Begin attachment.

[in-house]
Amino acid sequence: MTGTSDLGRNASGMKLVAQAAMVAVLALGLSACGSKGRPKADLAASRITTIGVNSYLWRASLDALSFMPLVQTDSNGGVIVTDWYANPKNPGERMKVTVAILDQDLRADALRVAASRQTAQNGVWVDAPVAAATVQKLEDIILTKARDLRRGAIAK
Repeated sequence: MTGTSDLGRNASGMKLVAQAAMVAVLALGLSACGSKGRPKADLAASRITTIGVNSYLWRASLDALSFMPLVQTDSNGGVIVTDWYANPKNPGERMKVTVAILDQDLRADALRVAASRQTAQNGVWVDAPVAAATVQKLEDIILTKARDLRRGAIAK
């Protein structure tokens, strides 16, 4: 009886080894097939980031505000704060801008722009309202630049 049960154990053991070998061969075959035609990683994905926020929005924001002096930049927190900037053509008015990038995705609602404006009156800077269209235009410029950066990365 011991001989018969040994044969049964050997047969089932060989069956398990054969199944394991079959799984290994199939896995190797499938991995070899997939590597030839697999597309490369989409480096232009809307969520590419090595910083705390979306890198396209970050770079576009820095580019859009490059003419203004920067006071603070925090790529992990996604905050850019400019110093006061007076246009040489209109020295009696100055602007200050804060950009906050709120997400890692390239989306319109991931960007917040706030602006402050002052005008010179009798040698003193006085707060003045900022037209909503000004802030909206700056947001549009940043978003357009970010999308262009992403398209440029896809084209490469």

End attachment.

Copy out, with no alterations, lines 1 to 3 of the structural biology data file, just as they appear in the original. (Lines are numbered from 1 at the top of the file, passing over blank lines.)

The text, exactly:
[in-house]
Amino acid sequence: MTGTSDLGRNASGMKLVAQAAMVAVLALGLSACGSKGRPKADLAASRITTIGVNSYLWRASLDALSFMPLVQTDSNGGVIVTDWYANPKNPGERMKVTVAILDQDLRADALRVAASRQTAQNGVWVDAPVAAATVQKLEDIILTKARDLRRGAIAK
Repeated sequence: MTGTSDLGRNASGMKLVAQAAMVAVLALGLSACGSKGRPKADLAASRITTIGVNSYLWRASLDALSFMPLVQTDSNGGVIVTDWYANPKNPGERMKVTVAILDQDLRADALRVAASRQTAQNGVWVDAPVAAATVQKLEDIILTKARDLRRGAIAK